Ongoing conservation of the Galloway Hoard, a unique Viking Age assemblage buried near Balmaghie in south-west Scotland c.AD 900, has identified an inscription naming a medieval bishop on the base of a rock crystal jar. Discovered by a metal-detectorist in 2014, the hoard comprises more than 100 objects of gold, silver, copper-alloy, glass, earth, crystal, and other minerals, with origins ranging from Ireland, the Anglo-Saxon kingdoms, and as far away as Asia (see CA 376). The bishop’s name – ‘Hyguald’ – was noticed during conservation work being carried out as part of a three-year Arts and Humanities Research Council-funded project led by National Museums Scotland (NMS) in conjunction with the University of Glasgow.
The 5cm-high jar (above) was buried in a silk-lined leather pouch inside a lidded, silver-gilted vessel positioned at the lowest level of the hoard and filled with an eclectic mix of unusual artefacts. ‘Rock crystal is unusual in itself,’ Dr Leslie Webster, former Keeper of Britain, Prehistory, and Europe at the British Museum, said. ‘It is one of those materials that was greatly prized in the antique world, for its transparency and translucency, and so it is associated with purity.’
The pouch containing the jar was removed from the lidded container during the initial Treasure Trove process, but the object within the pouch remained hidden. Working in partnership with Dan O’Flynn in the Department of Scientific Research at the British Museum, NMS went on to produce further X-ray images of the jar in its pouch from all angles, taking over 1,000 scans. These were then combined to create a 3D digital model of the item, which allowed researchers to conduct an even more detailed, non-destructive analysis of the jar’s structure. The carved surface, with nodules resembling acanthus leaves, hinted at the origin of the crystal.
Dr Martin Goldberg, Principal Curator, Medieval Archaeology and History, at National Museums Scotland, explained that the ‘jar’ may have started life in the Classical period as a miniature architectural model: ‘It looks, from the carved surface of the Galloway Hoard rock crystal, that this was once the capital of a Corinthian-style crystal column. This is unique in early medieval Britain, but there are parallels within the Roman Empire for objects of this type. The ones that I have seen are in the Vatican collection, where there are different forms of carved crystal columns. And so it was at least 500 years old by the time it was transformed in the late 8th or early 9th century into a gold-wrapped jar.’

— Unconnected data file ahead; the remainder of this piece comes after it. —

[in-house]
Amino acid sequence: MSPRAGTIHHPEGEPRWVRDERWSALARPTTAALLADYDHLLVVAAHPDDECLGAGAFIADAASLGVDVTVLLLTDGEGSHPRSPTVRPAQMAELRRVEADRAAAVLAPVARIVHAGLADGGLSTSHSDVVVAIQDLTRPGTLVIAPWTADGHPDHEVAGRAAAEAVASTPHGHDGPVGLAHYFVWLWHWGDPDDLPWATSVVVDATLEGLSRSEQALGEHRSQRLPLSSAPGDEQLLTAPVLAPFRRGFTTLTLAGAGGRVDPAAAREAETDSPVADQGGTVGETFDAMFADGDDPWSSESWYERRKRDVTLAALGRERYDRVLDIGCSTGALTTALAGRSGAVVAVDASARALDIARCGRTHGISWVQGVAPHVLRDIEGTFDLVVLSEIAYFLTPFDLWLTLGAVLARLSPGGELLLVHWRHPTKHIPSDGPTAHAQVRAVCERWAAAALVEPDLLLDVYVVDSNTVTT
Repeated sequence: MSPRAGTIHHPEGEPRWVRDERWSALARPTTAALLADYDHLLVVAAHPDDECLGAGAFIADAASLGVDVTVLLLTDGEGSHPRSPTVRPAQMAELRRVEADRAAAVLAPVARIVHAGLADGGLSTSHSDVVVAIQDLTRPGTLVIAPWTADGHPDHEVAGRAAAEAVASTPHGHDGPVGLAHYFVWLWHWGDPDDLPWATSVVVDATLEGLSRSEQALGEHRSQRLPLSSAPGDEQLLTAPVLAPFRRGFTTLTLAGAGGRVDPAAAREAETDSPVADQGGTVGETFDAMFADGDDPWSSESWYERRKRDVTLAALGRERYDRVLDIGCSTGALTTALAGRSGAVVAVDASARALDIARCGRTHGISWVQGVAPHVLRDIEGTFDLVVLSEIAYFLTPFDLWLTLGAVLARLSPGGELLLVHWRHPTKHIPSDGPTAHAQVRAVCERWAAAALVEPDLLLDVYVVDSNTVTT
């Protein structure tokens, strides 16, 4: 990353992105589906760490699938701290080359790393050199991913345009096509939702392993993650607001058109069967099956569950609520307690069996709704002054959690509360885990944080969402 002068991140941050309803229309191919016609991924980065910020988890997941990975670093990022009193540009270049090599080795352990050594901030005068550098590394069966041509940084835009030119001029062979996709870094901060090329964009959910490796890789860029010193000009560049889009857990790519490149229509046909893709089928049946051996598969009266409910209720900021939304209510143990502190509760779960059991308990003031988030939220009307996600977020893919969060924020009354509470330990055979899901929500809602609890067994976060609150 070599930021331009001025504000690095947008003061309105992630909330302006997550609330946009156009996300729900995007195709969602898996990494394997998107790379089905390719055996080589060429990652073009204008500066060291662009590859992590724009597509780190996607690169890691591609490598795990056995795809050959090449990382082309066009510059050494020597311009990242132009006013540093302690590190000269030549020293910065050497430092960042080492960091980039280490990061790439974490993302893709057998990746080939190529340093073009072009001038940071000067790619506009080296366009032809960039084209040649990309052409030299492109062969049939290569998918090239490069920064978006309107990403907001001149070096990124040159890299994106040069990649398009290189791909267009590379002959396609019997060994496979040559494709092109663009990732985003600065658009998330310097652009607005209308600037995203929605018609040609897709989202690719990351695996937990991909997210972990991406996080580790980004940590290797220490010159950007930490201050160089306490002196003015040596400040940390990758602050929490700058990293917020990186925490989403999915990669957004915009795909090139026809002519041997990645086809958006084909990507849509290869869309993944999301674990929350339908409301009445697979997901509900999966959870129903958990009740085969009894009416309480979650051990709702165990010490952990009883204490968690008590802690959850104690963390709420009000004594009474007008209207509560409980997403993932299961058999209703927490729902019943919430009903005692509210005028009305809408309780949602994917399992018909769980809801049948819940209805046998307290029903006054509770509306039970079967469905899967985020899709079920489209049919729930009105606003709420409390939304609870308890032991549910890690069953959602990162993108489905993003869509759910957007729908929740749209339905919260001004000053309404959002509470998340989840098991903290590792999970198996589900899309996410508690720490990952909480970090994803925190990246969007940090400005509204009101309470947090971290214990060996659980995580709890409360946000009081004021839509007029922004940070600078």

As well as a narrow internal channel, the scans also revealed a gold filigree Latin inscription on the base of the jar which translates as ‘Bishop Hyguald had me made’. This suggests that the jar may have had an ecclesiastical function, perhaps as a container for a small amount of liquid. But who was this Hyguald? ‘The sources and records of the period are incomplete, but what we do know from them is that there were several ecclesiastics in early medieval Northumbria with the name Hyguald,’ Professor Alex Woolf, Senior Lecturer at the University of St Andrews, said. ‘We don’t know of a Bishop Hyguald, specifically, but our lists of Northumbrian bishops are incomplete after 810. It is accordingly – and frustratingly – difficult to be more precise, but it may well be that what we’re looking at is an otherwise undocumented mid-9th-century bishop of either Whithorn or Hexham.’
The Galloway Hoard is currently on display at Kirkudbright Galleries as part of a travelling exhibition that will move to Aberdeen Art Gallery from 30 July to 23 October. For more information about the hoard, see www.nms.ac.uk.